Georgia: Are you the star of it? Are you an actor? Are you getting your friends who I’ve never heard of to act on it?
Joji: He’s in another clip actually. Yeah. So there’s a big mid summer vibe to the clip and there’s mid summer influence throughout my music because when I saw that film, I walked away so inspired and in a weird way, it was reliving a lot of my experience going to church in the kind of church I went to.
Georgia: That’s so hectic.
Joji: Yeah well, not in the sense that there was this weird, murderous, drug taking kind of stuff. But it was just more that a lot of what informed the beauty was also what made the movie so dark and twisted. And that was a big part of, I guess, my experience growing up in church. And it’s like, I wanted to talk about it and I want to sing about it and allude to, yeah a lot of what I’m doing feels very gospel, or at least to me, or very worship music esque.
Georgia: No, I love that shit. I love it. I think gospel music is so beautiful. When I was 16, I went to America with my dad and we walked into an all black… It was two white people. We walked into an all black gospel church because we heard music and we just wanted to check it out. And it was just the most beautiful thing in the whole world. I’m pretty out that I’m very atheist and shit like that. But I think there’s something really beautiful about the idea of God and I I do like singing about it because I have a very complicated relationship with God. Yeah. I’m still not sure what I believe. I guess I’m agnostic, actually. Not an atheist, I’m agnostic. Because I don’t know.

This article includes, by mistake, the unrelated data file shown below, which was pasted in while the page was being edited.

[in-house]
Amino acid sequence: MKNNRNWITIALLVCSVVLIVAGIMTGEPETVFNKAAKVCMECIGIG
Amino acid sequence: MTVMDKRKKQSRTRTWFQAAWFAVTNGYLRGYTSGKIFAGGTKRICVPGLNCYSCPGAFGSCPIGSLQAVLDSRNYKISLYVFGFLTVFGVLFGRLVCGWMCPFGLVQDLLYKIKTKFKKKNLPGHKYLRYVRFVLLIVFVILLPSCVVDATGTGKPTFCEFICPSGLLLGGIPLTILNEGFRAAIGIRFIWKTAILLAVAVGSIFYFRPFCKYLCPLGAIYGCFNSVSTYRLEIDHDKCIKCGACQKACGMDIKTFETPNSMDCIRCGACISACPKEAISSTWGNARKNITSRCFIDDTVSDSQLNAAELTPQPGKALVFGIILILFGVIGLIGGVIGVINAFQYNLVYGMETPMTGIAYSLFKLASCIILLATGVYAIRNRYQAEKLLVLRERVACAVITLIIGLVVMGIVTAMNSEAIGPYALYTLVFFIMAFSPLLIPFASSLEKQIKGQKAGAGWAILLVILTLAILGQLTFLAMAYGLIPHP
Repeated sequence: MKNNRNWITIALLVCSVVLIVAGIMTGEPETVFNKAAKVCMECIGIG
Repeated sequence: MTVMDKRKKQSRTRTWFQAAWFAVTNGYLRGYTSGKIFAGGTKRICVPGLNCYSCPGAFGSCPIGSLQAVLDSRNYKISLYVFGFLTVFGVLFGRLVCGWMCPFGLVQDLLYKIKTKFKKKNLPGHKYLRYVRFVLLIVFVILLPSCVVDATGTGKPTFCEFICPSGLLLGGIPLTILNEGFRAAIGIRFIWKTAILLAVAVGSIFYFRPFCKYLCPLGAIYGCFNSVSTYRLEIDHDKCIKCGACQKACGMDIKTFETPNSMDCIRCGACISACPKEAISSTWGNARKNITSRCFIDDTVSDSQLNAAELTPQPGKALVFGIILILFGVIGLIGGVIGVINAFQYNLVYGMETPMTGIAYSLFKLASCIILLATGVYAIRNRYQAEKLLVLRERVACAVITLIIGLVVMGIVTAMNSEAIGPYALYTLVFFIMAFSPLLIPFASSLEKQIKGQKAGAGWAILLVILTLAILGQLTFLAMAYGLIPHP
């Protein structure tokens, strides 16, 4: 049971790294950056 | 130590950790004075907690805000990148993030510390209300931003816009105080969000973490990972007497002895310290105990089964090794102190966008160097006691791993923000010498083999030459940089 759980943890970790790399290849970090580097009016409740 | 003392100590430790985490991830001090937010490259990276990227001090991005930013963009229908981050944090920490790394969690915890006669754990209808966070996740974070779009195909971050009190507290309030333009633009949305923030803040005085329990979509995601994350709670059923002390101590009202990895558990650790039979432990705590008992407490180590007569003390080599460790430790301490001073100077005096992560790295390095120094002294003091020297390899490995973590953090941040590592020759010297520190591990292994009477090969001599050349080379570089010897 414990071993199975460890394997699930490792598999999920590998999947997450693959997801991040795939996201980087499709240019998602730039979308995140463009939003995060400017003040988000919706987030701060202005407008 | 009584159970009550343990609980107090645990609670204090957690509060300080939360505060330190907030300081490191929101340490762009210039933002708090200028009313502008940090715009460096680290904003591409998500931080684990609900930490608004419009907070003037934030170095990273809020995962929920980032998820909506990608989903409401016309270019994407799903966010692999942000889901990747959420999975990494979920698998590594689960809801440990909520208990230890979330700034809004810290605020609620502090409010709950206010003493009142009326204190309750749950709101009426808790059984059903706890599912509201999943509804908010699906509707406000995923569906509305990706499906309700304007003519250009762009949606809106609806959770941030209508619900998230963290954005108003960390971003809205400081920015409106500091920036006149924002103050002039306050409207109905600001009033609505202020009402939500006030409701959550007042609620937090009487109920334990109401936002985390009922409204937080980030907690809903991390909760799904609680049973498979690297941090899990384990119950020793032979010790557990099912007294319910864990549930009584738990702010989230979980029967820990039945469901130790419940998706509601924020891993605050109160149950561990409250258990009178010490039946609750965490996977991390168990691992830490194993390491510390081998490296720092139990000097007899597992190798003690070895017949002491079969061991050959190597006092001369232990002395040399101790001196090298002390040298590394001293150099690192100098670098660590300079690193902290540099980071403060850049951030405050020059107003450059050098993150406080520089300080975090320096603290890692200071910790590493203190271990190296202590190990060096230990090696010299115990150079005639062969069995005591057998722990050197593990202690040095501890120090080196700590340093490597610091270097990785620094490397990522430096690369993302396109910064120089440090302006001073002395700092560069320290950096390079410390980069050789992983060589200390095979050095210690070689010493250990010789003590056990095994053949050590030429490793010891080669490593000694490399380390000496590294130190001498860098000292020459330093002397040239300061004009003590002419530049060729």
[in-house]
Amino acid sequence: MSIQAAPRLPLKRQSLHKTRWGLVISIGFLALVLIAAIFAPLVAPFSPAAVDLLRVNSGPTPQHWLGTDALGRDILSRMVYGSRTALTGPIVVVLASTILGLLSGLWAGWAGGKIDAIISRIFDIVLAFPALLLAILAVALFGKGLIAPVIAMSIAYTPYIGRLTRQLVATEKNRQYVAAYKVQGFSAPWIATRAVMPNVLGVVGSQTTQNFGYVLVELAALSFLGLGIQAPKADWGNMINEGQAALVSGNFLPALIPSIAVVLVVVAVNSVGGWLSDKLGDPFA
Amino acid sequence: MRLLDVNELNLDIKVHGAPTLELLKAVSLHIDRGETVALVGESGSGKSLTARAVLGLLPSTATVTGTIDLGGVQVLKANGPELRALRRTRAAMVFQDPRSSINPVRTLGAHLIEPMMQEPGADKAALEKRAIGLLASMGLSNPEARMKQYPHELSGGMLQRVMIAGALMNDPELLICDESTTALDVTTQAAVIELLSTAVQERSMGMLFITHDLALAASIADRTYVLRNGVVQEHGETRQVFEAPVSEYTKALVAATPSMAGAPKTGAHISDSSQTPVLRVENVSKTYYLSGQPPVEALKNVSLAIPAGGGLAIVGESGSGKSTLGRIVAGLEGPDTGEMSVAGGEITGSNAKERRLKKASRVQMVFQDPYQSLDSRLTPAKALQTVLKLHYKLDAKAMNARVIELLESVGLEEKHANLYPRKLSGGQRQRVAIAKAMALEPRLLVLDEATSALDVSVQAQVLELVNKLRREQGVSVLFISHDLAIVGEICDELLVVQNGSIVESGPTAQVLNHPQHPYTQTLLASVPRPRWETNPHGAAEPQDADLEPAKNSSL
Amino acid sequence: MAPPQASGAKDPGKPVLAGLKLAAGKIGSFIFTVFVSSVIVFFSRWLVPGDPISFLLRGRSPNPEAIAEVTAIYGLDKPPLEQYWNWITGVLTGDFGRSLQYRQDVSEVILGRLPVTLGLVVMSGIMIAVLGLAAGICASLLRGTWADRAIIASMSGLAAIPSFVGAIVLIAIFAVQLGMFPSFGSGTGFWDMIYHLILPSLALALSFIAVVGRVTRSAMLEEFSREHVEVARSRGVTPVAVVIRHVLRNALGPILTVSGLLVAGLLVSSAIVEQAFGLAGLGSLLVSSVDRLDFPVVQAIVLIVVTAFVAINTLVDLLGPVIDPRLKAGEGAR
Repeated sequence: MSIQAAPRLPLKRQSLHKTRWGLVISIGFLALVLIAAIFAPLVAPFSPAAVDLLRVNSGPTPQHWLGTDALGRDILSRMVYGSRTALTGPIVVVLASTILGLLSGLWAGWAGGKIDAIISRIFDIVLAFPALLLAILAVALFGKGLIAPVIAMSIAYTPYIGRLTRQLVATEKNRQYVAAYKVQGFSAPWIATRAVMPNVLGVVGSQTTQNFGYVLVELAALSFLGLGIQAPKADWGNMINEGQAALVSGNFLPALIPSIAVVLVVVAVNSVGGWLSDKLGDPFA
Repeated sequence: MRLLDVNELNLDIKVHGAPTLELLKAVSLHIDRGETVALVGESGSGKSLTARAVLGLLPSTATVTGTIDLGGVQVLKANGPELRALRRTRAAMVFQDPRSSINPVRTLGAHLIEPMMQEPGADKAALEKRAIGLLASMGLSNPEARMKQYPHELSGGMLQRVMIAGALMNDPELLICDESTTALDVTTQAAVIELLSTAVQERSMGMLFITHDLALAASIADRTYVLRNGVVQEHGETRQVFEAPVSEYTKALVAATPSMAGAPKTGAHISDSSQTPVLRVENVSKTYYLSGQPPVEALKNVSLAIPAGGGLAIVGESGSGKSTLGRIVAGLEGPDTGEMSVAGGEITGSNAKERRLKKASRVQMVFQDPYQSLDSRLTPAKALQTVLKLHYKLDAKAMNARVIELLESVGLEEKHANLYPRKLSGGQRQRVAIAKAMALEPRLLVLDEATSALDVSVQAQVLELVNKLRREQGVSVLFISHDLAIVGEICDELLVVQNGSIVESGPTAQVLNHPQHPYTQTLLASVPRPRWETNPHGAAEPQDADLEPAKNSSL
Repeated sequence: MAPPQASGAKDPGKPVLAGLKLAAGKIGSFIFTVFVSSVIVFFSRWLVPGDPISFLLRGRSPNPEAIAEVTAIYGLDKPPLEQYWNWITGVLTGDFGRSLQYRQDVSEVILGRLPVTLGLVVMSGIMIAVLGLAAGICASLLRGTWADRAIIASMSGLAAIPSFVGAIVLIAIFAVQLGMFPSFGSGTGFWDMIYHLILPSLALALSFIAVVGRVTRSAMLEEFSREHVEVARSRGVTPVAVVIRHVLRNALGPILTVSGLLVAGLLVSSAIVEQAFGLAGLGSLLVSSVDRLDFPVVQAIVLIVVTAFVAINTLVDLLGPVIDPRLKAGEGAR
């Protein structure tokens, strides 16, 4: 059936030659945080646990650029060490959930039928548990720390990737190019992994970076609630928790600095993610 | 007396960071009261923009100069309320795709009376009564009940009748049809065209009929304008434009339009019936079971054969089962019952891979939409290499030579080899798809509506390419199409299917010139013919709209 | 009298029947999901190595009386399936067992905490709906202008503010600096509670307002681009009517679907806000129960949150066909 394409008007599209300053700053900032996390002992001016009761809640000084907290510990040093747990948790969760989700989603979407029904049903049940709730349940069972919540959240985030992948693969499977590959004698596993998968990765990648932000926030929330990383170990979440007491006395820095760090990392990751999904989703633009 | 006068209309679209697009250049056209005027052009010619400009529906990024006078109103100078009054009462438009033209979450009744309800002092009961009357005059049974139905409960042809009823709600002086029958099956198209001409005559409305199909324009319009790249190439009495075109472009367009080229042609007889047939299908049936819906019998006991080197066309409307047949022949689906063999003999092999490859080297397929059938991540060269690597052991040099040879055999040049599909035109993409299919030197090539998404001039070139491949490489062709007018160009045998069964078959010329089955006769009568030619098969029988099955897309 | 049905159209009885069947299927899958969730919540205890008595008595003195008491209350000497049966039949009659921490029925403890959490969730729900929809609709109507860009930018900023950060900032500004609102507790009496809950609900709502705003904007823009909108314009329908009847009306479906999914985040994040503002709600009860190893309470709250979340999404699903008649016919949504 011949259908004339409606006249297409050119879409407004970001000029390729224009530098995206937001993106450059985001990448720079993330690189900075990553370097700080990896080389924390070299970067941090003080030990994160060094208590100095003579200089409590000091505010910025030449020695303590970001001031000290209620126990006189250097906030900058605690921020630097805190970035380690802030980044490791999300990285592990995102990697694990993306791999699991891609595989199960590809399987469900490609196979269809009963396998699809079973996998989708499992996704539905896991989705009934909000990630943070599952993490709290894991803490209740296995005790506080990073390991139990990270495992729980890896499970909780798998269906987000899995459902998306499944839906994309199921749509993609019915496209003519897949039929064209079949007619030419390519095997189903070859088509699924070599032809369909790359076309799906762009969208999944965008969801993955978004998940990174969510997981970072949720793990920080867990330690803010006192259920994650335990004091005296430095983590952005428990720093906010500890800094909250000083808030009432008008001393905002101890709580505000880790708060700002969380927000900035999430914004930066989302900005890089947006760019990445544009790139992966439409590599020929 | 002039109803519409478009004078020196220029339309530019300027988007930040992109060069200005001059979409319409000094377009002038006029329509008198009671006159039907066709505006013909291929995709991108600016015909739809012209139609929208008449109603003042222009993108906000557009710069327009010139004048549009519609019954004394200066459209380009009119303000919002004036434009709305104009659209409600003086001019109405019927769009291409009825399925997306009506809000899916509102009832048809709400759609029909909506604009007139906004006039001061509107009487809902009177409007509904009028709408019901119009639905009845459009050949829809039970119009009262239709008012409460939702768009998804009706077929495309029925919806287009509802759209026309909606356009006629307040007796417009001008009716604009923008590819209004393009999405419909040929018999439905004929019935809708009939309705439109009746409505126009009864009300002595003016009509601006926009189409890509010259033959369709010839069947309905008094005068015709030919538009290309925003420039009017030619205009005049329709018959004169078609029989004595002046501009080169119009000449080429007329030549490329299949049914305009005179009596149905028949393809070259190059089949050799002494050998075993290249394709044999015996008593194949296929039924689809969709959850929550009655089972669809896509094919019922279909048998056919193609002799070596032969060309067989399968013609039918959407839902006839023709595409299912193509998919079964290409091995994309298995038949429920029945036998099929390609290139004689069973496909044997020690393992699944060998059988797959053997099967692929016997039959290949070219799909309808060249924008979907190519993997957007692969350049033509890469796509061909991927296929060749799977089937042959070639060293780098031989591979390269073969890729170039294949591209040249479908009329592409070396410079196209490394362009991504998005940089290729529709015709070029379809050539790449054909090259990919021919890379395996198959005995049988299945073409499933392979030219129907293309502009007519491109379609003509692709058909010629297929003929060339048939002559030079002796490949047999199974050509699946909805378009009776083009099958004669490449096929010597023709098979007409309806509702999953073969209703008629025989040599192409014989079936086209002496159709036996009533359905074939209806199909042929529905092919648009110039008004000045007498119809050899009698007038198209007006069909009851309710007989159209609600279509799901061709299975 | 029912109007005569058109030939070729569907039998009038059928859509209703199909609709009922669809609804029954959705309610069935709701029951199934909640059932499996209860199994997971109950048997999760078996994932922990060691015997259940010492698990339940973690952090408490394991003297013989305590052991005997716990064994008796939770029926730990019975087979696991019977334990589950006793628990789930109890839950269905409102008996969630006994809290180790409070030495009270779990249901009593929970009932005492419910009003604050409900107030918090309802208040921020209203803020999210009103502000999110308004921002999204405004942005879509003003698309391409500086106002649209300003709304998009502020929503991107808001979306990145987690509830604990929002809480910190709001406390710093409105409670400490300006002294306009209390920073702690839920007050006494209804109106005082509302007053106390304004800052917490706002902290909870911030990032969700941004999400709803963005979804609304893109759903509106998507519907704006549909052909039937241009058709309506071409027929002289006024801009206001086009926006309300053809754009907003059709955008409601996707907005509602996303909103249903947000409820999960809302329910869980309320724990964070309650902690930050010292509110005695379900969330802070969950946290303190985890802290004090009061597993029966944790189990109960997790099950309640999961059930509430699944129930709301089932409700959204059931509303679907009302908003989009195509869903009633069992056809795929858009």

Joji: That is crazy.
Georgia: I know. I just like singing about God really. And at this point in my life I’m now like, well it’s arrogant to think that we don’t know, because no one knows what happens after death, no one’s come back from that. And so I guess the best thing you can be is just, well I don’t know. And what does that matter as long as you’re not hurting anybody and it’s fine, I guess.
Joji: That’s so interesting you say that.
Georgia: I know. Because I’ve been very much… I’m an opinionated gal, but over time the lines have gotten a bit more blurred. Which is so weird, I think that’s something that I never thought would happen to me.
Joji: Yeah. I’ve known you now what? Five years, and I’ve never would’ve thought you would… Did you go to a Catholic school or something?
Georgia: No. I’m baptized Greek Orthodox. So I’m Greek Orthodox but I grew up with my dad quoting fucking Christopher Hitchens and Richard Dawkins at me and stuff like that. My dad read a lot of that kind of stuff and so that rubbed off on me obviously. So for a Christmas one year, my dad got me this book, which is Richard Dawkins, The Magic of Reality. And it’s about how science and evolution and knowing how things actually work scientifically is actually super beautiful. So that was my dad. He’s so funny. It’s a really nice book, it’s just illustrated really beautifully.
Joji: Do you find that, because I’m 30 now, how old are you if you don’t mind me asking?
Joji: 27. So I spent 10 years, closer to eight years I think, being agnostic. I went through this period where when I was 19, I just thought, I don’t actually know any other way of life. I went to boarding school and in my dorm I was the only Christian, I had people of all different walks of life. And this is the thing, the brand of Pentecostalism I grew up, there’s so much about it that’s tied in with the American capitalist model. And we would often get told that no one feels the way we feel and has the relationship with Jesus that… No person of any other walk of life feels the same way about their God, we’re the only ones, we’re special, we’re God’s chosen people. And I remember when I was living with these different people, I’d be with Jewish kids, Islamic kids and seeing how fervent and faithful they were in their beliefs and their practices.